A rivalry is developing between Lawrence and Cameron McAdoo. Tired of losing to the affable Australian, McAdoo pushed the envelope last week in Seattle. He crowded Lawrence in the whoops during their heat race and sent both to the ground. That frustration could bubble over with four rounds remaining. One thing is certain, when these two riders are in proximity on the track, the cameras will be aimed in their direction.
A little means a lot this season. Finishing second to Lawrence in four of five rounds, RJ Hampshire would be losing ground to the leader no matter what, but an 11th-place finish in the overall at Anaheim 2 places him eighth on the chart below behind two of the 250 West riders and five 250 East competitors.
In the mains, Levi Kitchen has been all over the board with a win, one more top-five, two results on the high side of the single digits and a crash-induced 21st at San Diego. He’s really shown his speed in the heats, however, with a perfect record of top-fives and a win.
Mitchell Oldenburg makes the top five list among West riders with a perfect record of top-10 finishes. He’s heading in the wrong direction, however, falling from ninth overall to 11th after finishing outside the top five in both his heat and the Main last week.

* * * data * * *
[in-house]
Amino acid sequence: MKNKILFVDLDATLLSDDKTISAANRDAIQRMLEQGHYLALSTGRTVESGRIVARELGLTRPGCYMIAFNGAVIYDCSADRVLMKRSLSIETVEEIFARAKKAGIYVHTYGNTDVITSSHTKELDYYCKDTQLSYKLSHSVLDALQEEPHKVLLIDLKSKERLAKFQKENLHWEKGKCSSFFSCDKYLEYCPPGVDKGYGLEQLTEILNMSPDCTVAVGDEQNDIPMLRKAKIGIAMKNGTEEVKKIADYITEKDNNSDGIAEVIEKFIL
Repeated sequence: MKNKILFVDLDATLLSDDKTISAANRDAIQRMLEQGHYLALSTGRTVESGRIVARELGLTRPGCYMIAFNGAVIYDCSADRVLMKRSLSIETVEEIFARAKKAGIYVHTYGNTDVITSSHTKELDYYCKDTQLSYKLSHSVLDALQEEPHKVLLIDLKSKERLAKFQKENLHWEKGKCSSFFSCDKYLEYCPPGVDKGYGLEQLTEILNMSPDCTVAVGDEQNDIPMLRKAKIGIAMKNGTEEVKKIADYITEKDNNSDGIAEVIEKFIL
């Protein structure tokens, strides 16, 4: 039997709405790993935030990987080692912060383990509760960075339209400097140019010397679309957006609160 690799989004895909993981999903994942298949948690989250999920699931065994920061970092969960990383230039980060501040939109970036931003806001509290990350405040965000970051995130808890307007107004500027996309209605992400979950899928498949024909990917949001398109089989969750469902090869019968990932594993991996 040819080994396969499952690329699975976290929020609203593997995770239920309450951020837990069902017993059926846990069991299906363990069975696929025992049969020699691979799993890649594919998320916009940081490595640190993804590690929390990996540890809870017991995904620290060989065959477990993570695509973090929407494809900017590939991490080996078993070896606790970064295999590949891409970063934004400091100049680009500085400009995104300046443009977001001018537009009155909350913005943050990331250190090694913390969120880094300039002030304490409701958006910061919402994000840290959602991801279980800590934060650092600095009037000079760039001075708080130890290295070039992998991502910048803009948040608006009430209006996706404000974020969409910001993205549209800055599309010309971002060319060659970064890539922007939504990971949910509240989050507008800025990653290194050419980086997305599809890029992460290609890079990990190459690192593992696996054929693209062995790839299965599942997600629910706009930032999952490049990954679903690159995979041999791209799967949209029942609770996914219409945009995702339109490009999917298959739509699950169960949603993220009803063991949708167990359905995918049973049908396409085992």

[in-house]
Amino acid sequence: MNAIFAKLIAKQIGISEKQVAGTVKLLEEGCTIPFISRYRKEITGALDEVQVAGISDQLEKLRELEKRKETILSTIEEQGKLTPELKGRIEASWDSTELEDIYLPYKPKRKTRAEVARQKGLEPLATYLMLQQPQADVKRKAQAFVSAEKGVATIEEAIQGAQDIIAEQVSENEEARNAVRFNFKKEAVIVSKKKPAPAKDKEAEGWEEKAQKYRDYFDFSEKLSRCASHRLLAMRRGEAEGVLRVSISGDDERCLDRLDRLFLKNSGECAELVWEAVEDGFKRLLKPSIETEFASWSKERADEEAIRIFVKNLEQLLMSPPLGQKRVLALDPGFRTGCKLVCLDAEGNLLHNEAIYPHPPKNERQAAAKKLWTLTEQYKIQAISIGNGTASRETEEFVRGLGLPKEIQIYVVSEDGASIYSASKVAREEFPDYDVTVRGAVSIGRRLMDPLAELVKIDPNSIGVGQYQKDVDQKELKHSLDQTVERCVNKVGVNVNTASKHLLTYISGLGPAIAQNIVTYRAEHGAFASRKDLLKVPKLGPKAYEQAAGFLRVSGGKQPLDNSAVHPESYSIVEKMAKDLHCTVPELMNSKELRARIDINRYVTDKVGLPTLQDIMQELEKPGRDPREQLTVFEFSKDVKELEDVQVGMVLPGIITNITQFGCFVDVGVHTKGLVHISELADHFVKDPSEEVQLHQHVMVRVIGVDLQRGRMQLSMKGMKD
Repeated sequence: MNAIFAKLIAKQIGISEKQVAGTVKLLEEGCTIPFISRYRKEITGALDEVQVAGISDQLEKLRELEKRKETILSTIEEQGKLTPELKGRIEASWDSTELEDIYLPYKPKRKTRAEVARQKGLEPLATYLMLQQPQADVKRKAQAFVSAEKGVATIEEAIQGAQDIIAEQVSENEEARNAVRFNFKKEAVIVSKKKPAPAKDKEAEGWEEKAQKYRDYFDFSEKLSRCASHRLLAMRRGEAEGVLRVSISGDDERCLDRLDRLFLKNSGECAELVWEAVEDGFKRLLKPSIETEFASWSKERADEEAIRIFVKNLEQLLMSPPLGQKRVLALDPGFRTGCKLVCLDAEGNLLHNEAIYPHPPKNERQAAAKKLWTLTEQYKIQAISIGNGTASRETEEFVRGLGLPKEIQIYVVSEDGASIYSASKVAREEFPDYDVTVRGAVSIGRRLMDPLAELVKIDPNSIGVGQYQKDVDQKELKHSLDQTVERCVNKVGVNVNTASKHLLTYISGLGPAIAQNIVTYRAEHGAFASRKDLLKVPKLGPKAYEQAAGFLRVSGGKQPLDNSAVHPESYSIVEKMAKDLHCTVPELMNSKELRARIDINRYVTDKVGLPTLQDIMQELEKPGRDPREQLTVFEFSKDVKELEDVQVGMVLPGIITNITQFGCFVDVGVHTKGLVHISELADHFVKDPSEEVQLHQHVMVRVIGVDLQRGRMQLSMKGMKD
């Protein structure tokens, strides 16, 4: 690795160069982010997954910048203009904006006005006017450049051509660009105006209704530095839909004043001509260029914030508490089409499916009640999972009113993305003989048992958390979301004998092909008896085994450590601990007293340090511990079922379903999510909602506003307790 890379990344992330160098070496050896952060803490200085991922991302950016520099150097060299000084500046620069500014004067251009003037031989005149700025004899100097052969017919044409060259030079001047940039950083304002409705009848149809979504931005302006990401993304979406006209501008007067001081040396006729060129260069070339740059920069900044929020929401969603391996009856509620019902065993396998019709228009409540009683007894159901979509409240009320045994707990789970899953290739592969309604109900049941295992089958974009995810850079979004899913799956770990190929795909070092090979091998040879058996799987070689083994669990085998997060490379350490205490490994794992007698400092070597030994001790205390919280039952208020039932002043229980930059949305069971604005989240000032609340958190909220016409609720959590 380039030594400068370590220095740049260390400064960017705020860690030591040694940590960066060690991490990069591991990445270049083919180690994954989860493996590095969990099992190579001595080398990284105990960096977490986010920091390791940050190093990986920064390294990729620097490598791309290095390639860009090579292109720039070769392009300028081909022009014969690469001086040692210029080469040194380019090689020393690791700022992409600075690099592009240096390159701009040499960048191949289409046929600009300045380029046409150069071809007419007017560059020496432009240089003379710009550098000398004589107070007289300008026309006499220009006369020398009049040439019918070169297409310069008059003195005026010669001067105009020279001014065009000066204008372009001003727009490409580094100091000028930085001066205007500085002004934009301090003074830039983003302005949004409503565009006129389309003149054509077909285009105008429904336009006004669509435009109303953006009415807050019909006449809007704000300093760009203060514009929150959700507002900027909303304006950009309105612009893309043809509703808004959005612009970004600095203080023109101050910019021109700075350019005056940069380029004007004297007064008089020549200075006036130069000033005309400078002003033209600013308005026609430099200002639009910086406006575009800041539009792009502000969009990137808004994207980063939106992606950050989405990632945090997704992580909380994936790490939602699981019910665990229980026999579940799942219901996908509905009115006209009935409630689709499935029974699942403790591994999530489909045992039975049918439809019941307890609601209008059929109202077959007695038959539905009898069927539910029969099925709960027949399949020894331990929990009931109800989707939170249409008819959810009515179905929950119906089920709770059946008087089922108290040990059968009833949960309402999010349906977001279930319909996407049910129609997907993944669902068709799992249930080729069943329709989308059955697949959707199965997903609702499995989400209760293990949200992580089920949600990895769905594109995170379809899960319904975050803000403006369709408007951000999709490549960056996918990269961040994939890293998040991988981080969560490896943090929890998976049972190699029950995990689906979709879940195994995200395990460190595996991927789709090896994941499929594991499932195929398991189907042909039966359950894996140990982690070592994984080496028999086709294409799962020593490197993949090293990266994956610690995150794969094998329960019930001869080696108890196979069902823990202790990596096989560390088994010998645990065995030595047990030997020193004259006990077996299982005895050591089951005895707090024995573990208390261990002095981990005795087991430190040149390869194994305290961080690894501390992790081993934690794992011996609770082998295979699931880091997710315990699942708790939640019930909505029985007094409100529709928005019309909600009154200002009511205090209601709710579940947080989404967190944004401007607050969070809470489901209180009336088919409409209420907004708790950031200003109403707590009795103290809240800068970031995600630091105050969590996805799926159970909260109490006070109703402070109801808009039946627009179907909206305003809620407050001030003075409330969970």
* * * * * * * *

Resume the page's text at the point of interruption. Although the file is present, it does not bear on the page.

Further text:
Jett Lawrence – W
Hunter Lawrence – E
Nate Thrasher – E
Cameron McAdoo – W
Haiden Deegan – E
Jeremy Martin – E
Jordon Smith – E
RJ Hampshire – W
Levi Kitchen – W
Max Anstie – E
Mitchell Oldenburg – W
Max Vohland – W
Tom Vialle – E
Pierce Brown – W
Enzo Lopes – W
Chris Blose – E
Chance Hymas – E
Michael Mosiman – E
Stilez Robertson – W
Phil Nicoletti – W
* The NBC Power Rankings assign 100 points to a Main event winner and 90 points for each Heat and Triple Crown win, (Triple Crown wins are included with heat wins below the rider’s name). The points decrement by a percentage equal to the number of riders in the field until the last place rider in each event receives five points. The Power Ranking is the average of these percentage points over the past 45 days for the 450 class and last 90 days for 250s (because of the split nature of their season).